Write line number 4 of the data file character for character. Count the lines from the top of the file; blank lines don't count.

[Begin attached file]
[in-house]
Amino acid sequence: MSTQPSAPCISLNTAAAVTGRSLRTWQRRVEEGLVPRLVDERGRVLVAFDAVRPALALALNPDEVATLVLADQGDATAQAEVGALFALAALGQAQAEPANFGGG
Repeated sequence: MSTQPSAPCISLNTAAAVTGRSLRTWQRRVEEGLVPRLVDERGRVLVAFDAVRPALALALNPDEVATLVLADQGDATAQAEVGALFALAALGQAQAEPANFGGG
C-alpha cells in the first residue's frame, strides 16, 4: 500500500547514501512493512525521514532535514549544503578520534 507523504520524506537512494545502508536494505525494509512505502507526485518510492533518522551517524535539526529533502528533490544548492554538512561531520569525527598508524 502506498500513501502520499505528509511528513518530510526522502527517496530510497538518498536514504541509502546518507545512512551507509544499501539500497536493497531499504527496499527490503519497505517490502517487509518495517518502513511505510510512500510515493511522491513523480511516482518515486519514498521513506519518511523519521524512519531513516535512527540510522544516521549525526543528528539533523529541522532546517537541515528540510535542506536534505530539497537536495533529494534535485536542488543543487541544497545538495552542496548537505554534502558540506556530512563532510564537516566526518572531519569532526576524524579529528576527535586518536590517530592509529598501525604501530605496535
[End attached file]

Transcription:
C-alpha cells in the first residue's frame, strides 16, 4: 500500500547514501512493512525521514532535514549544503578520534 507523504520524506537512494545502508536494505525494509512505502507526485518510492533518522551517524535539526529533502528533490544548492554538512561531520569525527598508524 502506498500513501502520499505528509511528513518530510526522502527517496530510497538518498536514504541509502546518507545512512551507509544499501539500497536493497531499504527496499527490503519497505517490502517487509518495517518502513511505510510512500510515493511522491513523480511516482518515486519514498521513506519518511523519521524512519531513516535512527540510522544516521549525526543528528539533523529541522532546517537541515528540510535542506536534505530539497537536495533529494534535485536542488543543487541544497545538495552542496548537505554534502558540506556530512563532510564537516566526518572531519569532526576524524579529528576527535586518536590517530592509529598501525604501530605496535